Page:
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Investigating the immunomodulatory roles of vitamin D and alpha-1 antitrypsin in human lung diseases

Student thesis: Doctoral ThesisDoctor of Philosophy

Alpha-1 antitrypsin (AAT) is the most abundant serine protease inhibitor in the circulation, and is crucially protective in controlling pulmonary proteases including neutrophil elastase. AAT deficiency (AATD) is strongly associated with chronic obstructive pulmonary disease (COPD), primarily due to protease-antiprotease imbalance. However, recent studies also suggest immunomodulatory properties of AAT including the induction of IL-10 by dendritic cells and monocytes. Our group recently demonstrated that SERPINA1, the gene encoding AAT, is one of the most highly upregulated genes in vitamin D treated CD4+ T cells, and that AAT also upregulates IL-10 synthesis by these cells, in a complement C3a dependent manner.
CD8+ T cells are implicated in the pathogenesis of COPD. Therefore the initial aim was to assess whether vitamin D increases AAT synthesis in CD8+ T cells. Vitamin D significantly upregulated SERPINA1/AAT in CD4+ T cells, with a much smaller effect in CD8+ T cells. Addition of exogenous TGF-β, previously shown to increase AAT secretion by other cell types, dose-dependently enhanced vitamin D induction of AAT in CD8+, but not CD4+, T cells. TGF-β with vitamin D increased VDR and RXRα in CD8+ T cells, whilst neutralization of TGF-β reduced the capacity of vitamin D to enhance both SERPINA1 and VDR in CD4+ T cells. These data imply that TGF-β modifies the response of vitamin D to human T cells. Data from a TGF-β bioassay suggested no difference in baseline secretion of bioactive TGF-β between the 2 cell types, but increased secretion by CD4+ T cells following vitamin D exposure, providing a potential explanation for the requirement of exogenous TGF-β in CD8+ T cell cultures.
The next aim was to study AAT functions in T cells. Firstly, effects of wild-type (MM) and mutant (ZZ) AAT on CD8+ T cell immuno-regulatory function were assessed. However, little effect on cytokine responses including IL-10 induction was observed. As a result, gene expression microarrays were performed to further investigate AAT functions. These highlighted a low number of genes/pathways regulated by wild-type AAT, suggesting that AAT synthesised by CD8+ T cells may act on accessory cells, and/or that effects on CD8+ T cells may be indirect, requiring the presence of accessory cells in culture.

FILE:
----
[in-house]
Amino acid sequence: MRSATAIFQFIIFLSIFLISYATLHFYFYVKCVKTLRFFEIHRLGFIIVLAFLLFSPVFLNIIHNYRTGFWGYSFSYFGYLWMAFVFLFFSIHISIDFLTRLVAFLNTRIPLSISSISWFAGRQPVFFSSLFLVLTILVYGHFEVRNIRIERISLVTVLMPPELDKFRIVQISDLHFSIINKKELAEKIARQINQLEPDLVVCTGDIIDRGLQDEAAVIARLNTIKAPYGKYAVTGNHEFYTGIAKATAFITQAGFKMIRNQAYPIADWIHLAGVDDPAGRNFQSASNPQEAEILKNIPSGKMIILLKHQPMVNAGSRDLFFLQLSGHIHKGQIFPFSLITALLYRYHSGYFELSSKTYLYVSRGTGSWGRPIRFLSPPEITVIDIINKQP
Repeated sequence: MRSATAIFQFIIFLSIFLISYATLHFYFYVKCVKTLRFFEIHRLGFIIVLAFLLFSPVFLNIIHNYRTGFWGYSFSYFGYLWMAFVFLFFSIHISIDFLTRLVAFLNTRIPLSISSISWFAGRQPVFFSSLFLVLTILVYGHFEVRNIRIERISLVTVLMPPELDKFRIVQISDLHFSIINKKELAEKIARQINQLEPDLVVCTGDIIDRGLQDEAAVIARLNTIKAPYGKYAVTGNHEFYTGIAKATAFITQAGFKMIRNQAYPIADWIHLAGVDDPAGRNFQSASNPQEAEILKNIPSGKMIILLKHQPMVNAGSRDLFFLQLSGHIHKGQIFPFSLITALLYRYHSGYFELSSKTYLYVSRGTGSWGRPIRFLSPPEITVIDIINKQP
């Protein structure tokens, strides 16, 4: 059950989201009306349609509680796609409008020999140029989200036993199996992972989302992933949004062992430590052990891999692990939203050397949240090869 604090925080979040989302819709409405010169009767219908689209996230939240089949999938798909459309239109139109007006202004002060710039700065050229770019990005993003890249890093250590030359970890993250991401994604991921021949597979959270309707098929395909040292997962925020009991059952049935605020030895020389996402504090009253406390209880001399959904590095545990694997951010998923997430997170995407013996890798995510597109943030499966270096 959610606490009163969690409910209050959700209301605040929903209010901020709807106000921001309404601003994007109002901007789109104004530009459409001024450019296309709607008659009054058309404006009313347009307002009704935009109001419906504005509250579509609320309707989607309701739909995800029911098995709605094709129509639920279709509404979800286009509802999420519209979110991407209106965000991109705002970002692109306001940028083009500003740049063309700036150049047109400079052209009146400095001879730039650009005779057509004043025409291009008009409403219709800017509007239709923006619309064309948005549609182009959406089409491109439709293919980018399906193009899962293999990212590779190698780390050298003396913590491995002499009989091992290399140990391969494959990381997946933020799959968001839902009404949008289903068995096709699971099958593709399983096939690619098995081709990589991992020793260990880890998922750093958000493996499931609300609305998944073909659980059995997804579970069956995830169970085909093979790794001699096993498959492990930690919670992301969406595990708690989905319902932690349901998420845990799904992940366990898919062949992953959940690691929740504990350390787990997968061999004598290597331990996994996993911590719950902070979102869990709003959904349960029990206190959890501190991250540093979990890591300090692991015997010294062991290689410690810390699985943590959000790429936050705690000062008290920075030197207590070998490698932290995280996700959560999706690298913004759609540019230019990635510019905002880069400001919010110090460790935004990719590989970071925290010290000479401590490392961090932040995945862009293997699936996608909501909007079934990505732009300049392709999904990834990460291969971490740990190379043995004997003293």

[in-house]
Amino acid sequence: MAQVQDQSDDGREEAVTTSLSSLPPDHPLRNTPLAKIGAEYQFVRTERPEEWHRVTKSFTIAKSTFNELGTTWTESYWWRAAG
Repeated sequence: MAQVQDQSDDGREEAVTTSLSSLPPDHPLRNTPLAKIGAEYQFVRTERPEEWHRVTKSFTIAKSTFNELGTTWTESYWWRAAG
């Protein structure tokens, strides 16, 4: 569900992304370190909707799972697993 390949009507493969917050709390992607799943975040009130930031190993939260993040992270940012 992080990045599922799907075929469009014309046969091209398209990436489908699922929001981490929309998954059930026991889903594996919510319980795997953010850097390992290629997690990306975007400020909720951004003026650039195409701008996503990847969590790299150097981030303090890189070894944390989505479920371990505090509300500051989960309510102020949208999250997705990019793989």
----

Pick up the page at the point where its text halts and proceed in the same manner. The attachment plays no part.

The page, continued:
The potential of vitamin D to increase AAT levels in AATD patients carrying the PiZZ mutation was next evaluated. The capacity of vitamin D +/- TGF-β to induce SERPINA1/AAT was compared in T cells from PiZZ patients, healthy control subjects and non-AATD COPD patients. The previously observed SERPINA1 induction by vitamin D +/- TGF-β in healthy individuals was reduced in PiZZ CD8+ but not CD4+ T cells. However, this response was significantly impaired at the protein level in both PiZZ CD4+ and CD8+ T cells, suggesting that T cells from AATD patients may exhibit a secretion defect.
The IL-17 family cytokines are over-produced in severe and chronic respiratory disease. Since AAT may reduce IL-17A in animal models, evidence of dysregulated cytokine responses in PBMC cultures, following T cell receptor ligation, from AATD patients was investigated. Strikingly, an increased frequency of cells co-expressing IL-17A, with IL-17F and IL-22 was observed in PBMC cultures from PiZZ patients, in comparison to healthy individuals or older COPD patients. There was no difference in Th1 or Th2 cytokines including IFN-γ and IL-13 or IL-10 between the groups. Vitamin D increased IL-13 and decreased IFN-γ, IL-17A, IL-17F and IL-22. This enhanced Th17 response may be explained by the lack of AAT, although direct suppression by vitamin D is also possible, and this warrants further study.
These findings suggest an interaction between vitamin D and AAT and support the concept that both are important mediators in the maintenance of respiratory health. Understanding how those mediators exert protective effects in the airways is critical in optimizing therapeutic strategies for AATD, where the only approved therapy has many limitations.
Original languageEnglish
Awarding Institution
Award date2016

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